The premiere of «La Dolce Vita» in the Capitol cinema was anything but quiet: much of the audience booed its protagonist, Marcello Mastroianni, with cries of «communist» and «vagabondo» and even its director, Federico Fel lini, received a spit, while the Church prepared a major offensive for a film he called a «pornographic school.»
«A guy spat in my neck, and when I turned to see who I was, he yelled at me, «Shame on me!» Fellini later told the newspaper «Il Giorno,» fearing a commercial failure that turned out to be quite the opposite.
The controversy gave wings to a film that became one of the biggest public hits in Italy, which won the Palme d’Or at Cannes, competed in the Oscars and transformed the history of cinema, as told by Fellini’s biographer and friend , Tullio Kezich.
The church, the right and the left against
The film features a journalist of the heart, played by Marcello Mastroianni, who moves between a society of excessive and amoral spectacle, something that, along with scenes such as that of the mythical bath in the Trevi Fountain, did not like the Church at all.
In the Vatican newspaper, «L’Osservatore Romano», appeared a series of very harsh articles against Fellini, one of them entitled «The obscene life», in reference to the title of the work.
Kezich recalled, in an interview with «Corriere della Sera,» how the scandal came to parliament with a debate about the morality of «La dolce vita» at the behest of neo-fascist politicians, while neither was the director of «La dolce vita» freed Attacks.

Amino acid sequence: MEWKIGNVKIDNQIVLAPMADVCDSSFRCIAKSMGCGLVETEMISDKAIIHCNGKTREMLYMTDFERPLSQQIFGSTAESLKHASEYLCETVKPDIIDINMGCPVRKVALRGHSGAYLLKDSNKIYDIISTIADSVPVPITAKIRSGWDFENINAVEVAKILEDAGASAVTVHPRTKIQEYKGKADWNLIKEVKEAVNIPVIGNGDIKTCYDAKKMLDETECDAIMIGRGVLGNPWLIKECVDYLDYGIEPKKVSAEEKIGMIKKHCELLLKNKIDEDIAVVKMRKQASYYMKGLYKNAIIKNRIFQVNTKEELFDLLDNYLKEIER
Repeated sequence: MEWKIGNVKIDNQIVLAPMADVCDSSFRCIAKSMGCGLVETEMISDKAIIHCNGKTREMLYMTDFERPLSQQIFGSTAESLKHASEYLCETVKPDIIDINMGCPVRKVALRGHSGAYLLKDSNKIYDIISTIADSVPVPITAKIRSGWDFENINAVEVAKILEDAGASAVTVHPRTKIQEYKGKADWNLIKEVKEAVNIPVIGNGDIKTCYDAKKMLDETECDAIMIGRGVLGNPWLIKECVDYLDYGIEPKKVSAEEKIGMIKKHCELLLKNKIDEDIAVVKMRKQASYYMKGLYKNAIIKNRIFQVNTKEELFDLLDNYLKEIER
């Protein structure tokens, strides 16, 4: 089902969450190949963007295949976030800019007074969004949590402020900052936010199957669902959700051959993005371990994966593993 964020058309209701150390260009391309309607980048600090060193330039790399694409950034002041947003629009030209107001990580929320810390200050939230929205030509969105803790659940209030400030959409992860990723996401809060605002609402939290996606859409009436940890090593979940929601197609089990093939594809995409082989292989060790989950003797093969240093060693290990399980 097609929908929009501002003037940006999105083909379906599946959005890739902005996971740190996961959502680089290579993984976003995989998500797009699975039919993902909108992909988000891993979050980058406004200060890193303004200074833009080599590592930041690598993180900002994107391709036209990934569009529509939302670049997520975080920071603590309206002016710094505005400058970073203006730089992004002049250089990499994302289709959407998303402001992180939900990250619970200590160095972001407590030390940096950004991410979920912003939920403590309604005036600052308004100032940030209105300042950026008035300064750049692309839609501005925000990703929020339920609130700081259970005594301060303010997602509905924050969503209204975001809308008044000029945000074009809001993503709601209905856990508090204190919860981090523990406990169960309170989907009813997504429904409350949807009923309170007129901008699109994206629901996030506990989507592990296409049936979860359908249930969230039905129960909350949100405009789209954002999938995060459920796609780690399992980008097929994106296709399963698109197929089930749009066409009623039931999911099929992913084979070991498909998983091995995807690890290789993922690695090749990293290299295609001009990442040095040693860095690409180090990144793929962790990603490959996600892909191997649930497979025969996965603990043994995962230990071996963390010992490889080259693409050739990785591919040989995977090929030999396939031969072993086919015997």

«Left-wing critics did not trust him because he refused to accept the Marxist point of view, Fellini went beyond ideologies,» the writer Gordiano Lupi explained in his book «Federico Fellini, a master of cinema.»
The newspaper «Secolo d’Italia», linked to far-right parties, did not save an appellation when it called «La dolce vita» «a lie, an insult, an attack on the nation, society and morals».
For Kezich, the origin of this rejection was that right-wing thinkers «understood precisely that the film showed the change of a society in which reactionary power came to an end.»
Italian’s biggest commercial success
Fellini found precisely among the intellectuals some of his few allies, such as Alberto Moravia, Indro Montanelli or Pier Paolo Pasolini, with whom he would have a complicated relationship, and who defined the film as «a Catholic film» while denouncing censorship.
The Catholic protest at a film they considered «immoral» was not limited to Italy, as the Church prevented «La dolce vita» from being released in Spain, Portugal and Greece, and threatened excommunication for anyone who saw the film of the «sinful public» Fellini.
None of this would matter to viewers who flocked to see the film of a director who, although already with two Oscars, was still not very popular with the audience.
The 13.6 million people who came to see it made it the biggest Italian commercial success so far, but the relevance of «La dolce vita» went much further, creating an imaginary and language that would forever mark the history of cinema.